For all of the dynamism and detail we can observe from orbit, sometimes it is worth stepping back and simply admiring Earth. It is a beautiful, awe-inspiring place, and it is the only world most of us will ever know.

Of all celestial bodies within reach or view, as far as we can see, out to the edge, the most wonderful and marvelous and mysterious is turning out to be our own planet earth. There is nothing to match it anywhere, not yet anyway. — Lewis Thomas


GreenPolicy360's in on the Mission


GreenPolicy360 stepped up as Planet Citizens to assist the NASA/NOAA team to deliver the first DSCOVR/EPIC data and imagery

NASA's DSCOVR/EPIC website of Earth images is now available online daily with unprecedented accompanying data/imagery for ‪#‎EarthScience‬ and climate/atmospheric monitoring.

NASA Goddard communications to us, including this March 11th correspondence with GreenPolicy360, discussed calibrated data products to come from DSCOVR...

Ten different wavelengths of EPIC data is now being served from the Atmospheric Science Data Center (ASDC) at Langley.

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Welcome to Daily Views of Our Home Planet

The DSCOVR satellite with its EPIC cam, PlasMag & NISTAR instrument package... is on a million mile journey and in approx four months, DSCOVR will "light up", be tested, and begin delivering data to Earth. In its historic mission, DSCOVR and its EPIC imaging system will begin sending near real-time images of the whole Earth... it has been many years since whole Earth images have been readily available...

DSCOVR 'Selfies'

The Ultimate "Big Picture"


NASA now provides EPIC Daily Update Earthviews, Multi-wavelength POVs

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An Earth Point of View

From Space, In Space, an Astronaut's Overview

With Virtual Reality, I can see for miles and miles and miles and miles and miles

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An AstroPOV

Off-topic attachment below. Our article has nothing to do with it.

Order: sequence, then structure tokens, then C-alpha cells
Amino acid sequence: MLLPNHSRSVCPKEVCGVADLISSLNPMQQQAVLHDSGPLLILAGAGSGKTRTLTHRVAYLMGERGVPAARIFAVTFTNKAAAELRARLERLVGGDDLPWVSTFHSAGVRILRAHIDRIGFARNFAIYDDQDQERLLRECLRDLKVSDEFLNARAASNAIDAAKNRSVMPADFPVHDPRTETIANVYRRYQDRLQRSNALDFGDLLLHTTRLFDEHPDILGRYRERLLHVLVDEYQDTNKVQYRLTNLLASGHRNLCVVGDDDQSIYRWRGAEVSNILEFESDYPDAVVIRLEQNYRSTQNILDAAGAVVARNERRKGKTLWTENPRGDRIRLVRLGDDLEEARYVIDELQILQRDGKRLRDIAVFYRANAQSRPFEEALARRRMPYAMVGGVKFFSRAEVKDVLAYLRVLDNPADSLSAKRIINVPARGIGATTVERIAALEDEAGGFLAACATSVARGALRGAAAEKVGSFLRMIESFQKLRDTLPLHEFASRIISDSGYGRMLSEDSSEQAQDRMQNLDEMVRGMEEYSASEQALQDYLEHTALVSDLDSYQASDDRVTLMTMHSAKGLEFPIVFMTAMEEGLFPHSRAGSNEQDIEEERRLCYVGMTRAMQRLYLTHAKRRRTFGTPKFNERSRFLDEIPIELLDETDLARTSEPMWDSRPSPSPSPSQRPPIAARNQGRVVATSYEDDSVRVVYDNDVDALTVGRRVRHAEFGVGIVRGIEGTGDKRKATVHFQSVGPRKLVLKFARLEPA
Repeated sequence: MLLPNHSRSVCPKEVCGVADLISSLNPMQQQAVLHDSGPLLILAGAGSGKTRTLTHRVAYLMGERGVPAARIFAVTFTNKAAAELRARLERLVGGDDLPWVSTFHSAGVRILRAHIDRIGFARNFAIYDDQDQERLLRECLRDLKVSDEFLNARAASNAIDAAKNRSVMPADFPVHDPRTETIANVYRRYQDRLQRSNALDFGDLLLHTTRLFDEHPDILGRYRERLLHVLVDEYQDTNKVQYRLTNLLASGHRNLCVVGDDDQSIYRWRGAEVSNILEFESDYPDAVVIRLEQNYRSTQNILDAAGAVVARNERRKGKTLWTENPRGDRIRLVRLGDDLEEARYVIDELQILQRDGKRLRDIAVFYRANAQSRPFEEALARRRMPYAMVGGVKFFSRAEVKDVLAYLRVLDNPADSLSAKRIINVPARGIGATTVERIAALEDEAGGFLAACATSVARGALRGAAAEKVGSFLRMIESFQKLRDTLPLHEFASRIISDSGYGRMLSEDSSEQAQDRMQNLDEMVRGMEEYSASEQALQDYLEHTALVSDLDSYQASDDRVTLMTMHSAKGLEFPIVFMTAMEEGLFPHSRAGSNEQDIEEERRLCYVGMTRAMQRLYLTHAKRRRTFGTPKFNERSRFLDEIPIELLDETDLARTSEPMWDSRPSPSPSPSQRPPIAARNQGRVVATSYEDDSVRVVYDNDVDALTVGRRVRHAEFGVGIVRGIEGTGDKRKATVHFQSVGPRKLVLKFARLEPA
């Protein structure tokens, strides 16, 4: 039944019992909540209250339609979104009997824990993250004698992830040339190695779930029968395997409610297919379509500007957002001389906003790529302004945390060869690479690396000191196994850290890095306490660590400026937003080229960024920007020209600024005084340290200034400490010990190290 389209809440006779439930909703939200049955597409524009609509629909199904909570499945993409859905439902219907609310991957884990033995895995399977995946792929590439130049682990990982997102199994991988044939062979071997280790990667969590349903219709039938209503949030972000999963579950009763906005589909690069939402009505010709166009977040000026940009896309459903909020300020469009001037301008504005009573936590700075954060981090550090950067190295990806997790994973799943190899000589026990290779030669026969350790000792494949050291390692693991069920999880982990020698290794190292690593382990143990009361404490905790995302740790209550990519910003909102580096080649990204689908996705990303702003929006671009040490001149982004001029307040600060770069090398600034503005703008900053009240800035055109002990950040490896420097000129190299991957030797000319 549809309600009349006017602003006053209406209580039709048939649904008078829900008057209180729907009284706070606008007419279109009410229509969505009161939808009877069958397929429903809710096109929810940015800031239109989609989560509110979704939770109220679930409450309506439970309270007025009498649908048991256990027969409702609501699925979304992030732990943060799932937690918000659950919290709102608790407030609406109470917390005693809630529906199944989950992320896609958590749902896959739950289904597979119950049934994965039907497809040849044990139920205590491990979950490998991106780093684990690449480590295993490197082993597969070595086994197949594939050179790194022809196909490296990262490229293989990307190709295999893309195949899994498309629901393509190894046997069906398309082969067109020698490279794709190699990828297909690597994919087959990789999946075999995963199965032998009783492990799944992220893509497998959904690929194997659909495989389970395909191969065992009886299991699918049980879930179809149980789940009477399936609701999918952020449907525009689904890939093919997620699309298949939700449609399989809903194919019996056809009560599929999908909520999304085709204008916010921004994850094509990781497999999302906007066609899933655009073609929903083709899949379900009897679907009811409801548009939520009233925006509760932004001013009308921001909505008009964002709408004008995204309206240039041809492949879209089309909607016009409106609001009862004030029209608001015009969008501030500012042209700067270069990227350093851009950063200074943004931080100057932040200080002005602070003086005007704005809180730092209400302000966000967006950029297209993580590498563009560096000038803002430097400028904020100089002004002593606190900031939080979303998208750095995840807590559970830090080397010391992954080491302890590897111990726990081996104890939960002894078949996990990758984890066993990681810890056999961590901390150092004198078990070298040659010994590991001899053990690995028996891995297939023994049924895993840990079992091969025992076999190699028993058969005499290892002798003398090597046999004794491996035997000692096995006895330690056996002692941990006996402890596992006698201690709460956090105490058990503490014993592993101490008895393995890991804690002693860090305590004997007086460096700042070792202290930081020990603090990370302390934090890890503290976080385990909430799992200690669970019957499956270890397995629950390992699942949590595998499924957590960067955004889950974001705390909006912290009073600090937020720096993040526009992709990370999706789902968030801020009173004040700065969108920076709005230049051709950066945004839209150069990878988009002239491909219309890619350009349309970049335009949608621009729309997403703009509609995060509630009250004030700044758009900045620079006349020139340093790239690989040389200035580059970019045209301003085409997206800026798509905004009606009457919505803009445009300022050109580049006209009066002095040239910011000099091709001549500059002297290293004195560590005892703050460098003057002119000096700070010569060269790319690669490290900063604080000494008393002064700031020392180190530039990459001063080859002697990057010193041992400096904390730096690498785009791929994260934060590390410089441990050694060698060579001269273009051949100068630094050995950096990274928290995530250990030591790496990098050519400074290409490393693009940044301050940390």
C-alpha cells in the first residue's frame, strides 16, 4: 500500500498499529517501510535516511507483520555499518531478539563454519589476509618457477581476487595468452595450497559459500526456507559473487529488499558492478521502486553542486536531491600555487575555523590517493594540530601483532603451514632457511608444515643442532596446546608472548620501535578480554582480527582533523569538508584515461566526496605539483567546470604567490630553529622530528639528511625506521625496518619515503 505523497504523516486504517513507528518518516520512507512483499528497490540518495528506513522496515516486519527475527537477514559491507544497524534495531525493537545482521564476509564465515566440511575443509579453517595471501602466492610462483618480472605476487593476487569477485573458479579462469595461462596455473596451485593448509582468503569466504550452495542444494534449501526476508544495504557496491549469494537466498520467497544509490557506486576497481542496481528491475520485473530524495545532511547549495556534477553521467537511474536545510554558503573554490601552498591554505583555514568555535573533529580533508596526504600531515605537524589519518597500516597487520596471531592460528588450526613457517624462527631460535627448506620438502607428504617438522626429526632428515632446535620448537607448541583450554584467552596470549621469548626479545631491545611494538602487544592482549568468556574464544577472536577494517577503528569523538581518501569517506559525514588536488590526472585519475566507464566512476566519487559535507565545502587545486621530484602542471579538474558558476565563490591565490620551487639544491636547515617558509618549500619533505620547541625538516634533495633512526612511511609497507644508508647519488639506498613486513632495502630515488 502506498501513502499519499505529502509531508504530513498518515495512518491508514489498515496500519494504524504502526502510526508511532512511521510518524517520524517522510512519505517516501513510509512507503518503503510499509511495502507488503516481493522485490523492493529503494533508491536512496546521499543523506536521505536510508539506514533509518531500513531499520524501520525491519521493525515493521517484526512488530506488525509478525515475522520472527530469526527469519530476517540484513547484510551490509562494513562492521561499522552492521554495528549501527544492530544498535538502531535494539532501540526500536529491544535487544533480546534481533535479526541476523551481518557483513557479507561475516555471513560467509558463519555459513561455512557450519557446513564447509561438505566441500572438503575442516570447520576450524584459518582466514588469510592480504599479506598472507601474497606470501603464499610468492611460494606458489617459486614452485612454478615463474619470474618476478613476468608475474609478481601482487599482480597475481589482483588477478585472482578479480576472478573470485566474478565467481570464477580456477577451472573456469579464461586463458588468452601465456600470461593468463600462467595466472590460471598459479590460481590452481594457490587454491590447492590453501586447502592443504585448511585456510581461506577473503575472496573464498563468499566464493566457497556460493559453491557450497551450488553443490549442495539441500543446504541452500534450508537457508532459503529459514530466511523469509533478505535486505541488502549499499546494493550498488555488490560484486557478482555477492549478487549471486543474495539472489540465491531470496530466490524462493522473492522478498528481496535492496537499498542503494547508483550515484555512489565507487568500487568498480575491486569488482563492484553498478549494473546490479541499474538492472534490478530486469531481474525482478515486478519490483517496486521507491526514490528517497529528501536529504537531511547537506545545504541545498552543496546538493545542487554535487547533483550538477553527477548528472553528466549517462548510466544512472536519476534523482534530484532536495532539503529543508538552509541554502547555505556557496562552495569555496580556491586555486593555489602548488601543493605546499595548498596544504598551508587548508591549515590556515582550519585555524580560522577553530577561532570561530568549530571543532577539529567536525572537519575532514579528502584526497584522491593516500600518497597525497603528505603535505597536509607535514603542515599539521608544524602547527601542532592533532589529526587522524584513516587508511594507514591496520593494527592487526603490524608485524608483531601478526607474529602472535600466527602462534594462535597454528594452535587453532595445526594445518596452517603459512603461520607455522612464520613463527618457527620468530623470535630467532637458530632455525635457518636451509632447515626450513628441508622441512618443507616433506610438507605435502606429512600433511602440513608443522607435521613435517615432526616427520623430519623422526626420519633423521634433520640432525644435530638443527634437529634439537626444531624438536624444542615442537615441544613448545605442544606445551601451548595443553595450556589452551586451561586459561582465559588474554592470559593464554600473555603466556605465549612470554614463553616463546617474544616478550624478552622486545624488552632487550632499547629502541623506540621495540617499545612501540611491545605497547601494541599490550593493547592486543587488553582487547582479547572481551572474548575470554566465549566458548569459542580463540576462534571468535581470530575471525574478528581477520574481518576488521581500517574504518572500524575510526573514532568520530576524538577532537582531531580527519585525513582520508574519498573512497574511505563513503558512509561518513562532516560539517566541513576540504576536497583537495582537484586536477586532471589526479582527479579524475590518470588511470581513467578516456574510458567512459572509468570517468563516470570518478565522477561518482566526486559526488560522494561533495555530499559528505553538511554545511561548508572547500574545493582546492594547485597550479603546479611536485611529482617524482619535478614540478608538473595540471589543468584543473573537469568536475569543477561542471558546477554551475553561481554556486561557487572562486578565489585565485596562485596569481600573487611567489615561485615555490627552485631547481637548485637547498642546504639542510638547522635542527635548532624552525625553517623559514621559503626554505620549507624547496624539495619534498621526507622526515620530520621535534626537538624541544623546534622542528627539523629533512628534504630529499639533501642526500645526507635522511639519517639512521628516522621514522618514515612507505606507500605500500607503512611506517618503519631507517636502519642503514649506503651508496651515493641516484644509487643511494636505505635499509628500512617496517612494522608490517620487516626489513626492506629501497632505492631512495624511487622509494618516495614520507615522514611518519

Astronaut Photography of Earth

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Astronaut Scott Kelly / CNN / 2015
Dr. Sanjay Gupta speaks to astronaut Scott Kelly about his record-setting mission in space.
Scott Kelly speaks of a "fragile"... "thin veil" of the atmosphere around the Earth and how we have to protect it -- #‎ThinBlueLayer‬ ‪#‎Earth360‬


New Ways of Seeing: Inward & Outward

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Hello Earth


Hello Up There, Hello Down There

To see through the eyes of Astronauts.....

To 'Really' See Planet Earth

With appreciation ~ for the beauty and the wisdom of the Overview Effect


Planetary --- Planetary, pre-release, March 2015


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All Alone in the Night

Settings.png Set FULL Screen 1080p, lights off, Audio up. Even better, adjust YouTube player setting for HighDef 4K, 2160p

The View Outside My Window

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Earth360 ~ from the International Space Station


Planet Earth, Planet Citizens on a Journey

All Alone in the Night - Settings Suggestion: FULL Screen, 1080p, lights off, volume up, lean back and fly

The View Outside My Window - FULL 1080p, lights off, volume up. Even better, go 'Original' for 2160p - HD 4K


Earth Point of View / Whole Earth Perspective



The Overview Effect Comes to You

Astronaut #PlanetCitizens

GreenPolicy360 tweeted @AstroTerry "yes we wish we could see what you are seeing ;-)" and then we updated our #OverviewEffect page w/ the astronaut's #Earth appreciation from the #ISS that he wishes we could see what he sees

Amazing time-lapse videos from astro-photographs of Earth

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Watch Earth roll by through the perspective of ESA astronaut Alexander Gerst in this six-minute timelapse video from space.

Combining 12 500 images taken by Alexander during his six-month Blue Dot mission on the International Space Station this Ultra High Definition video shows the best our beautiful planet has to offer.

Auroras, sunrises, clouds, stars, oceans, the Milky Way, the International Space Station, lightning, cities at night, spacecraft -- and the thin band of atmosphere that protects us from space.

Astronauts on the way home

Circling #Earth360 before heading home [1] [2]

Three of our favorite astronauts return to Earth from the International Space Station.

We've been receiving many absolutely beautiful photos from them with their expressions of awe.

What they see and experience opens eyes and truly communicates here at 'home.'

Our "whole Earth" and a "narrow", "thin layer of atmosphere."

How amazing it is to have 'tweets' and 'blogging' from an int'l 'bird' flying high over our blue planet.

Astronaut Alex Gerst -- Astronaut Reid Wiseman

Astronaut Alex Gerst / Blog

GreenPolicy360: "Look at our atmosphere around the earth, twelve miles high in the troposphere..."